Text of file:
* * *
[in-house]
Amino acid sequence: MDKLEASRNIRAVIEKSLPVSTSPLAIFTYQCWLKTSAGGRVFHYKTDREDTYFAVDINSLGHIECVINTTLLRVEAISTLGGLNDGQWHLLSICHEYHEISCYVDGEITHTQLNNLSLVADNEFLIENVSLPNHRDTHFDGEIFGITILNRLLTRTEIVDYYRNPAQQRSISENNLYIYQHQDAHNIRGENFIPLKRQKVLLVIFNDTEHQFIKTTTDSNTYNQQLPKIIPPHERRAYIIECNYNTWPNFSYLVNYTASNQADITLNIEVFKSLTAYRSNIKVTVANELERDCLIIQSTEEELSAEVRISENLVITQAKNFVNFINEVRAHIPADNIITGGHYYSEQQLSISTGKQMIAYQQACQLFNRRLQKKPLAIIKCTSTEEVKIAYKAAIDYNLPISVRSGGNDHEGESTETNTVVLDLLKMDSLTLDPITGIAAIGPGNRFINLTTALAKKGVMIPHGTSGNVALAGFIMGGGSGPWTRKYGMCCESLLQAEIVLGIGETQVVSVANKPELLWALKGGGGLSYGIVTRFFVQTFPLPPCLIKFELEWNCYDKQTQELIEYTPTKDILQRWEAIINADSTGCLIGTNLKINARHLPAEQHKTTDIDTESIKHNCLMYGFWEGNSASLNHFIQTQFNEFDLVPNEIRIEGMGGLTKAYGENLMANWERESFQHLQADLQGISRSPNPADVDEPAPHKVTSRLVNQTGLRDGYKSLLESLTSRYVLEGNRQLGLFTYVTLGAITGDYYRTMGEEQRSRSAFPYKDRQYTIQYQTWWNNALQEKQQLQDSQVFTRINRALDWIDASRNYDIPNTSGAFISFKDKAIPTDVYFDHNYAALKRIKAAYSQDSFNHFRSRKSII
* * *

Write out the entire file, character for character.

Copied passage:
[in-house]
Amino acid sequence: MDKLEASRNIRAVIEKSLPVSTSPLAIFTYQCWLKTSAGGRVFHYKTDREDTYFAVDINSLGHIECVINTTLLRVEAISTLGGLNDGQWHLLSICHEYHEISCYVDGEITHTQLNNLSLVADNEFLIENVSLPNHRDTHFDGEIFGITILNRLLTRTEIVDYYRNPAQQRSISENNLYIYQHQDAHNIRGENFIPLKRQKVLLVIFNDTEHQFIKTTTDSNTYNQQLPKIIPPHERRAYIIECNYNTWPNFSYLVNYTASNQADITLNIEVFKSLTAYRSNIKVTVANELERDCLIIQSTEEELSAEVRISENLVITQAKNFVNFINEVRAHIPADNIITGGHYYSEQQLSISTGKQMIAYQQACQLFNRRLQKKPLAIIKCTSTEEVKIAYKAAIDYNLPISVRSGGNDHEGESTETNTVVLDLLKMDSLTLDPITGIAAIGPGNRFINLTTALAKKGVMIPHGTSGNVALAGFIMGGGSGPWTRKYGMCCESLLQAEIVLGIGETQVVSVANKPELLWALKGGGGLSYGIVTRFFVQTFPLPPCLIKFELEWNCYDKQTQELIEYTPTKDILQRWEAIINADSTGCLIGTNLKINARHLPAEQHKTTDIDTESIKHNCLMYGFWEGNSASLNHFIQTQFNEFDLVPNEIRIEGMGGLTKAYGENLMANWERESFQHLQADLQGISRSPNPADVDEPAPHKVTSRLVNQTGLRDGYKSLLESLTSRYVLEGNRQLGLFTYVTLGAITGDYYRTMGEEQRSRSAFPYKDRQYTIQYQTWWNNALQEKQQLQDSQVFTRINRALDWIDASRNYDIPNTSGAFISFKDKAIPTDVYFDHNYAALKRIKAAYSQDSFNHFRSRKSII